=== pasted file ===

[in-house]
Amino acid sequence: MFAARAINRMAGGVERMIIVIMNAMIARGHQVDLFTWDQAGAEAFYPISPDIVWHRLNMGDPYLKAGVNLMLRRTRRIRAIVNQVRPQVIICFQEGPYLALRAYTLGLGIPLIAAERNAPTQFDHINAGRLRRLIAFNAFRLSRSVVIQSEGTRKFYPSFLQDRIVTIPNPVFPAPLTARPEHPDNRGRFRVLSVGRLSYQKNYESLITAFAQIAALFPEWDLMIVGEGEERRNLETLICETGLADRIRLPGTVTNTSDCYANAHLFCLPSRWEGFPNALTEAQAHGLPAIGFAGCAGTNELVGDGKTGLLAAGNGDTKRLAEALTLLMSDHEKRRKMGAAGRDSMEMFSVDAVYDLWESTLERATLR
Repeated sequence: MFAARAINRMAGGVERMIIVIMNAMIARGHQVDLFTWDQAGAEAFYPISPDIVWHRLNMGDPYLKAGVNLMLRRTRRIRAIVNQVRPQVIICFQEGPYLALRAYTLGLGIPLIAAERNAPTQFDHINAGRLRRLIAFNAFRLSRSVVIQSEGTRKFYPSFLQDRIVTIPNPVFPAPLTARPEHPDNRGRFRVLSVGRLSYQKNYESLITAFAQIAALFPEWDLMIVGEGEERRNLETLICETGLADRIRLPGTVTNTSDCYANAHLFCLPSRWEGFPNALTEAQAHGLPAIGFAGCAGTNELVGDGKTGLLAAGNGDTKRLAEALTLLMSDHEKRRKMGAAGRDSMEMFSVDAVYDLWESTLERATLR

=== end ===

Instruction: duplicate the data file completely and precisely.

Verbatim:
[in-house]
Amino acid sequence: MFAARAINRMAGGVERMIIVIMNAMIARGHQVDLFTWDQAGAEAFYPISPDIVWHRLNMGDPYLKAGVNLMLRRTRRIRAIVNQVRPQVIICFQEGPYLALRAYTLGLGIPLIAAERNAPTQFDHINAGRLRRLIAFNAFRLSRSVVIQSEGTRKFYPSFLQDRIVTIPNPVFPAPLTARPEHPDNRGRFRVLSVGRLSYQKNYESLITAFAQIAALFPEWDLMIVGEGEERRNLETLICETGLADRIRLPGTVTNTSDCYANAHLFCLPSRWEGFPNALTEAQAHGLPAIGFAGCAGTNELVGDGKTGLLAAGNGDTKRLAEALTLLMSDHEKRRKMGAAGRDSMEMFSVDAVYDLWESTLERATLR
Repeated sequence: MFAARAINRMAGGVERMIIVIMNAMIARGHQVDLFTWDQAGAEAFYPISPDIVWHRLNMGDPYLKAGVNLMLRRTRRIRAIVNQVRPQVIICFQEGPYLALRAYTLGLGIPLIAAERNAPTQFDHINAGRLRRLIAFNAFRLSRSVVIQSEGTRKFYPSFLQDRIVTIPNPVFPAPLTARPEHPDNRGRFRVLSVGRLSYQKNYESLITAFAQIAALFPEWDLMIVGEGEERRNLETLICETGLADRIRLPGTVTNTSDCYANAHLFCLPSRWEGFPNALTEAQAHGLPAIGFAGCAGTNELVGDGKTGLLAAGNGDTKRLAEALTLLMSDHEKRRKMGAAGRDSMEMFSVDAVYDLWESTLERATLR